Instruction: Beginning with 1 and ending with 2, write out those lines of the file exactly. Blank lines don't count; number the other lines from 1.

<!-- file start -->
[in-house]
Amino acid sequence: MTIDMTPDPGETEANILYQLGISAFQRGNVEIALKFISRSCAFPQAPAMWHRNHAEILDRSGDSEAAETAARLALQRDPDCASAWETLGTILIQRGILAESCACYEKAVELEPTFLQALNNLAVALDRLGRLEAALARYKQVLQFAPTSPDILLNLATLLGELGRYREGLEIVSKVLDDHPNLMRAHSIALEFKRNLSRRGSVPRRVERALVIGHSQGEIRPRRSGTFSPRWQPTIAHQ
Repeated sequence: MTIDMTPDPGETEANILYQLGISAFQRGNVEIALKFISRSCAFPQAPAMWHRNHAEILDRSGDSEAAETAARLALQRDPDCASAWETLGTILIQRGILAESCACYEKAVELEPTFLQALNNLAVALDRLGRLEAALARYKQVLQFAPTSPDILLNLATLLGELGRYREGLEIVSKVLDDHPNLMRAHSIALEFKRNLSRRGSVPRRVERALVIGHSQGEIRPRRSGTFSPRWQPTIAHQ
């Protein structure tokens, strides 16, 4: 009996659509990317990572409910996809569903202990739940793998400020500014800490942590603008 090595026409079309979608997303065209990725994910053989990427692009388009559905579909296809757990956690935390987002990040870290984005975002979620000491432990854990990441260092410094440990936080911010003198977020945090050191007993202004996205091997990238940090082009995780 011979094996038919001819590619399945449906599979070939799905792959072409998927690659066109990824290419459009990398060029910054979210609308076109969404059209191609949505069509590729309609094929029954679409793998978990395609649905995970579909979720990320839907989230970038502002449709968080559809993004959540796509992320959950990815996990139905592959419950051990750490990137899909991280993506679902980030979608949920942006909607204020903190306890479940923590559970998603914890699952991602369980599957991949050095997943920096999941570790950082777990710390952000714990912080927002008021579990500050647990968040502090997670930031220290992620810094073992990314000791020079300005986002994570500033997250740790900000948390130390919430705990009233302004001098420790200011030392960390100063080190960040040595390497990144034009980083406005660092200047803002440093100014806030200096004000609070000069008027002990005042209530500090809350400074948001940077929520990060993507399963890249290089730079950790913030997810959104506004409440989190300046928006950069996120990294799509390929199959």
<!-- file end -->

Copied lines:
[in-house]
Amino acid sequence: MTIDMTPDPGETEANILYQLGISAFQRGNVEIALKFISRSCAFPQAPAMWHRNHAEILDRSGDSEAAETAARLALQRDPDCASAWETLGTILIQRGILAESCACYEKAVELEPTFLQALNNLAVALDRLGRLEAALARYKQVLQFAPTSPDILLNLATLLGELGRYREGLEIVSKVLDDHPNLMRAHSIALEFKRNLSRRGSVPRRVERALVIGHSQGEIRPRRSGTFSPRWQPTIAHQ